They can’t get you through traffic, but the Freeway Service Patrol has helped ease it

David Ramos of the state's Freeway Service Patrol gives a stranded motorist in the Zipper Lane...
David Ramos of the state's Freeway Service Patrol gives a stranded motorist in the Zipper Lane some free gas. Among its array of services the patrol jump-starts batteries, fixes flats, and adds coolant to overheated cars.(Hawaii News Now)
Updated: Nov. 13, 2018 at 4:41 PM HST
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HONOLULU (HawaiiNewsNow) - It’s mid-morning and David Ramos is searching for stranded drivers.

He’s part of the state’s Freeway Service Patrol, which helps motorists who break down on the H-1 Freeway..

“Every time we conduct an assist and we’re finished they ask, ‘How much is it gonna cost?’ We always tell them, ‘It’s not going to cost anything. It’s free!’” he said.

The state Department of Transportation created the unit in 2009 to clear the freeway of stalled vehicles.

“For every minute that a car is stalled on the roadway, that causes five more minutes of congestion and traffic,” said Kurt Kendro, who oversees the 22 drivers and 14 tow trucks that make up the FSP fleet.

If they can’t get a stalled vehicle running, they’ll tow it off the freeway or push it to a safe spot.

The patrol covers 29 miles of freeway, including sections of the Moanalua freeway and the H-2. These are areas with the most traffic and highest chance for stalls.

And from June 17, 2009 to June 30, 2018, the service assisted motorists 75,423 times.

Twenty-three percent of the time, it was for a flat tire.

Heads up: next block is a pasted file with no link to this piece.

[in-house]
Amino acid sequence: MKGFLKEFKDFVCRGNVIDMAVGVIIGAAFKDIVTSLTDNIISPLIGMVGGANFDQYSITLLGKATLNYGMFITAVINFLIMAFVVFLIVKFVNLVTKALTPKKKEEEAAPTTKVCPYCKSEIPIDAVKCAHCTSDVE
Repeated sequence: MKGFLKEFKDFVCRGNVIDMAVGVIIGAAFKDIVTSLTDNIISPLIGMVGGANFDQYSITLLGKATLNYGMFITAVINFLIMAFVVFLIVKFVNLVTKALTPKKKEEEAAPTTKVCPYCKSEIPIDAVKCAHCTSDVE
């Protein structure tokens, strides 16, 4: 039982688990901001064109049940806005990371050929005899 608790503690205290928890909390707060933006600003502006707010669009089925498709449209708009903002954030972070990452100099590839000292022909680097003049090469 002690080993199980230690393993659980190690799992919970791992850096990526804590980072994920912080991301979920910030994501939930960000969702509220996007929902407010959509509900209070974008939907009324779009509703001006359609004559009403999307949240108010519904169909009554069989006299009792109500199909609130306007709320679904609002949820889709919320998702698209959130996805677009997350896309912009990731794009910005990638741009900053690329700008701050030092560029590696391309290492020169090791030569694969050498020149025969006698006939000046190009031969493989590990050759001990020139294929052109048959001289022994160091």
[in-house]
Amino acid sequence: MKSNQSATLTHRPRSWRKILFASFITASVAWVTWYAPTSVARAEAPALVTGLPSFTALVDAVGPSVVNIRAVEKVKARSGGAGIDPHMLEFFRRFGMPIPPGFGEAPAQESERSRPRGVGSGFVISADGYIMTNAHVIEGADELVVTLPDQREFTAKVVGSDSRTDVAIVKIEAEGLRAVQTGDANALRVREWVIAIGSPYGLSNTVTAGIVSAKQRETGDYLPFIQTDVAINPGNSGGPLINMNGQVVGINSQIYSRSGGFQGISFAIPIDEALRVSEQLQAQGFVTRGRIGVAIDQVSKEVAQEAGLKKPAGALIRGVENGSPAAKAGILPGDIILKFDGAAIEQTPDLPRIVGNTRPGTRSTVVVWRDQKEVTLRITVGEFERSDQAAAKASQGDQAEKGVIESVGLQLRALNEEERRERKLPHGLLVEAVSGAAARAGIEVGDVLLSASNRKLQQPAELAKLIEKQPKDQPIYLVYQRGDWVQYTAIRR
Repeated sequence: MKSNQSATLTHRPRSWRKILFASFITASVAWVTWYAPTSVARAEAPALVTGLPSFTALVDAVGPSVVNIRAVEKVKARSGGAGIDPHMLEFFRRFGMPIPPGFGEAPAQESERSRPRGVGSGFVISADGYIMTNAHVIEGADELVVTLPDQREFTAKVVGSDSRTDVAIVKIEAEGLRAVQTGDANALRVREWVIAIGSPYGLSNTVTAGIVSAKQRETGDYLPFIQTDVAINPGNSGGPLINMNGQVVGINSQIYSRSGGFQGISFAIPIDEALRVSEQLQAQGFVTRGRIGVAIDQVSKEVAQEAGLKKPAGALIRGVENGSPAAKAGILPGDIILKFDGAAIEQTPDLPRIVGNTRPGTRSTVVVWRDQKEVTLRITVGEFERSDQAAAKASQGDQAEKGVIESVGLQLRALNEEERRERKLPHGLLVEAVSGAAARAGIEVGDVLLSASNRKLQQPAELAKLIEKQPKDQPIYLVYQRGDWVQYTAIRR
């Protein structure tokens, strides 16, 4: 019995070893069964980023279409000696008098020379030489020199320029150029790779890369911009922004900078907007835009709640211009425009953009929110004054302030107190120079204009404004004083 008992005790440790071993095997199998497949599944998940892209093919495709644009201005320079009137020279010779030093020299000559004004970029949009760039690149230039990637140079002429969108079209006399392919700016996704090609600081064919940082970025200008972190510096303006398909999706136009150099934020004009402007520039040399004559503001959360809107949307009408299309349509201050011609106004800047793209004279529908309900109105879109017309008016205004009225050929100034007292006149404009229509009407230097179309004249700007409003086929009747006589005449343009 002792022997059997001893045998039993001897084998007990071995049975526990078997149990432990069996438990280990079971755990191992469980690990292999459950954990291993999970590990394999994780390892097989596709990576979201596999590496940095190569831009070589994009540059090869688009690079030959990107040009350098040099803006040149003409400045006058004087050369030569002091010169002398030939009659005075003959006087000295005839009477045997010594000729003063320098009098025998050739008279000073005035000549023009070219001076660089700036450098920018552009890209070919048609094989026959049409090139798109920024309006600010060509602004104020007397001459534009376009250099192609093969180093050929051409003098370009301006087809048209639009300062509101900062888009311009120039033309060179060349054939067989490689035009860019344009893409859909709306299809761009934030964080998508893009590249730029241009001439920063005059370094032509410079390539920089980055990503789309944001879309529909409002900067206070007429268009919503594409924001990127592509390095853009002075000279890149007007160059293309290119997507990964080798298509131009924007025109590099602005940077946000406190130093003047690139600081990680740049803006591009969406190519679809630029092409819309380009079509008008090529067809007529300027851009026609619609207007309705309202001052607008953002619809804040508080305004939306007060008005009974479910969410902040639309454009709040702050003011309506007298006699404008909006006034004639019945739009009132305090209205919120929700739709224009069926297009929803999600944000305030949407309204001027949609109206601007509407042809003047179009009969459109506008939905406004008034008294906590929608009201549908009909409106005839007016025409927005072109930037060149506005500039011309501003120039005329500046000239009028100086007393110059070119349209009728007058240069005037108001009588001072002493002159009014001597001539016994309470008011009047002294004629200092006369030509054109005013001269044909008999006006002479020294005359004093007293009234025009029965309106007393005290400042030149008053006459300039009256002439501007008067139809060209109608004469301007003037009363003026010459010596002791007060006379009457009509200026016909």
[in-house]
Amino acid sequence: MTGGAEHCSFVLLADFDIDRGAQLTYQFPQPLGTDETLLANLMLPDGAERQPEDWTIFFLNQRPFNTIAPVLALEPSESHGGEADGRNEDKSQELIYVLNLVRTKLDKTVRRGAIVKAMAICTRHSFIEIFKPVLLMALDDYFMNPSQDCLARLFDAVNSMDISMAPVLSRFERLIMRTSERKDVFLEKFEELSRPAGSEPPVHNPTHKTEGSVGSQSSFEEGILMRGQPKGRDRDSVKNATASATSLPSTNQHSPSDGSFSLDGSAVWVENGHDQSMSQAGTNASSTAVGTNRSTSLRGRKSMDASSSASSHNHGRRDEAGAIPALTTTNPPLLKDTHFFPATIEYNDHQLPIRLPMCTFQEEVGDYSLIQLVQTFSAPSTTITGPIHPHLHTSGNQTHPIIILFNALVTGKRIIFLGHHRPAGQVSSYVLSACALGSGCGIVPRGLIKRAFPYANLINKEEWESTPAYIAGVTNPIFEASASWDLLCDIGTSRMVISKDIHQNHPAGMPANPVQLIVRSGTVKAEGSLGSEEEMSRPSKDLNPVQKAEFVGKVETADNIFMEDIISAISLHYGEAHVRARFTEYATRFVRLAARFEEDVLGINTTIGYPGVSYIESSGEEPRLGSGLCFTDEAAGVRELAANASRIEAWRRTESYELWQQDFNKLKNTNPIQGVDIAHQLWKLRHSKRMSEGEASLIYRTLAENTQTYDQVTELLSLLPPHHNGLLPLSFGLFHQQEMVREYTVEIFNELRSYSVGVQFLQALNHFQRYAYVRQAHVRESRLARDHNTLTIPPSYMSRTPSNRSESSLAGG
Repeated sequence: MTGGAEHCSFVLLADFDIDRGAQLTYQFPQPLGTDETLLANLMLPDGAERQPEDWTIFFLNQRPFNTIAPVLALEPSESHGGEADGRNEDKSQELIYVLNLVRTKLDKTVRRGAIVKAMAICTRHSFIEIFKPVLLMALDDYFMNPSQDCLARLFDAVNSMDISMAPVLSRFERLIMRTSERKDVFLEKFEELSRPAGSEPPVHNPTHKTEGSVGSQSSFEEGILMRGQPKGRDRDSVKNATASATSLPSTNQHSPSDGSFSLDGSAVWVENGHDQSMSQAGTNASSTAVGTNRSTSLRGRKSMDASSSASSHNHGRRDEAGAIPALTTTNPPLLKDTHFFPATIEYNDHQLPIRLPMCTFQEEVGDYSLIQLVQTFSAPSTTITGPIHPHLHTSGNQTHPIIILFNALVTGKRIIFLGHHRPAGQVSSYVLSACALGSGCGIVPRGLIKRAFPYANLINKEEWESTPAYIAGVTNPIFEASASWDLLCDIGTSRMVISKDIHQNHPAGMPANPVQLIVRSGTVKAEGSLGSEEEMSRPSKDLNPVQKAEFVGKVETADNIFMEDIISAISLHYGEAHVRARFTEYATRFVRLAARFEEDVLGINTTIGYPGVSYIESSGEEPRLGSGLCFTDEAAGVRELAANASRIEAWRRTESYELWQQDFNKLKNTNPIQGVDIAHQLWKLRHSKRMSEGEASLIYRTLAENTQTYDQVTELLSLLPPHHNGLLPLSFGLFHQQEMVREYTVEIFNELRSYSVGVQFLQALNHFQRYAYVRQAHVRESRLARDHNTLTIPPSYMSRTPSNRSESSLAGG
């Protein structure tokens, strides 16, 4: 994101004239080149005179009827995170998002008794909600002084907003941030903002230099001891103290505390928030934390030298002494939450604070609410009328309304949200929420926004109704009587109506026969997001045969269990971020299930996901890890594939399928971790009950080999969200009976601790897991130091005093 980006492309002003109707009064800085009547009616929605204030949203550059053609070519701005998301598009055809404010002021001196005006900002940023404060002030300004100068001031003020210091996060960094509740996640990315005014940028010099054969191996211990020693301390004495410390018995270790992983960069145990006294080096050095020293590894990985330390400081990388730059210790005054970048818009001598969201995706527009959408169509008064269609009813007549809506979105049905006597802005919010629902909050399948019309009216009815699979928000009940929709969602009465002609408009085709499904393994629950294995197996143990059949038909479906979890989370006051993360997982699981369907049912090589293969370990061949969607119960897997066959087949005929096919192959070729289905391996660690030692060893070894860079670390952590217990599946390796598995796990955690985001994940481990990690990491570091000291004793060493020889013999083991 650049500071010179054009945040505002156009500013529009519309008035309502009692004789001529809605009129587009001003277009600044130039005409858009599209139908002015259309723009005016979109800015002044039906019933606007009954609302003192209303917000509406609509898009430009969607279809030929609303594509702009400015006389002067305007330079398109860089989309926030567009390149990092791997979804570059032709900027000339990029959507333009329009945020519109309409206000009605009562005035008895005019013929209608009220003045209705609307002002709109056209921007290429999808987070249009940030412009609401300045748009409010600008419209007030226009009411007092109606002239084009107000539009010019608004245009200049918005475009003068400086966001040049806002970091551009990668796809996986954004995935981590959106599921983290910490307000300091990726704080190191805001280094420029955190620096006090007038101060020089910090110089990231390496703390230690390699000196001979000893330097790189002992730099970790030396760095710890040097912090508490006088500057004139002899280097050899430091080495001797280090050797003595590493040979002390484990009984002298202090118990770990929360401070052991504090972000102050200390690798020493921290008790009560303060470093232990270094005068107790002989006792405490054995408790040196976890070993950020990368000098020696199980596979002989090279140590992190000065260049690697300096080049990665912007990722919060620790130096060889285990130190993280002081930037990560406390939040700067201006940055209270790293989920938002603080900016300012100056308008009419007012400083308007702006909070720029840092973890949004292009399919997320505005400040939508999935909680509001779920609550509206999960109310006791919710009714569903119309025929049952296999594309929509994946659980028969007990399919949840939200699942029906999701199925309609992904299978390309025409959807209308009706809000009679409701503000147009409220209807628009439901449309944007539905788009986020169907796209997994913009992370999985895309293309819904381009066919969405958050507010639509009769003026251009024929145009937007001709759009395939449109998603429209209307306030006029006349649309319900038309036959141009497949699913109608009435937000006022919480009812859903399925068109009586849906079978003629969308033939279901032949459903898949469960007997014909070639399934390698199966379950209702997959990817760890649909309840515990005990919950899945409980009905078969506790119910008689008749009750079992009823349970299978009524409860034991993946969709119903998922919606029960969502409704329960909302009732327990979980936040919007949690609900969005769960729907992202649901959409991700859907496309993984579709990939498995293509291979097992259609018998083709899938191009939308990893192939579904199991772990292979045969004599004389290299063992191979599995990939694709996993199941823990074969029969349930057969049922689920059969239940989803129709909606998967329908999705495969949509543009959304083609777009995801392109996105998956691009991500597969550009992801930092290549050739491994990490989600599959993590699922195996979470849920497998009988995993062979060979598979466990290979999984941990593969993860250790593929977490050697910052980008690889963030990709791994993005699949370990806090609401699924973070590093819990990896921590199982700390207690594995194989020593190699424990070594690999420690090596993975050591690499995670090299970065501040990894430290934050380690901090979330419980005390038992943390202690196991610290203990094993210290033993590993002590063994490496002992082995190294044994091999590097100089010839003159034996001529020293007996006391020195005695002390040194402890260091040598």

"Flat tires is definitely the number one assist we come across regularly," Ramos said.

From 5 a.m. to 7 p.m. Monday through Friday, eight FSP tow trucks patrol the freeway. Drivers have two-way radios that connect them to a dispatcher who relays trouble calls.

"Many times we're giving out gas because people are running out of gas on the roadways," Kendro said.

He reminds drivers to check their gas gauge before leaving home, and to maintain proper oil and coolant levels and tire pressure.

Much of the motoring public has gotten used to seeing FSP trucks assisting stranded drivers, but Ramos said there are times he could use more cooperation.

"When it's so congested and nobody moves over it makes it that much more difficult to work comfortably," he said.

Besides auto emergencies, FSP drivers are trained in first aid and CPR and their trucks are equipped with defibrillators and fire extinguishers.

"We're outfitted for pretty much any emergency that comes on the roadway," Kendro said.

As the nation marks National Traffic Incident Response Week, Kendro said its a good time to remind drivers that should they break down on the freeway, FSP is just a phone call away at 841-HELP or 841-4357.

“It’s a great program that’s here to help the public,” he said.

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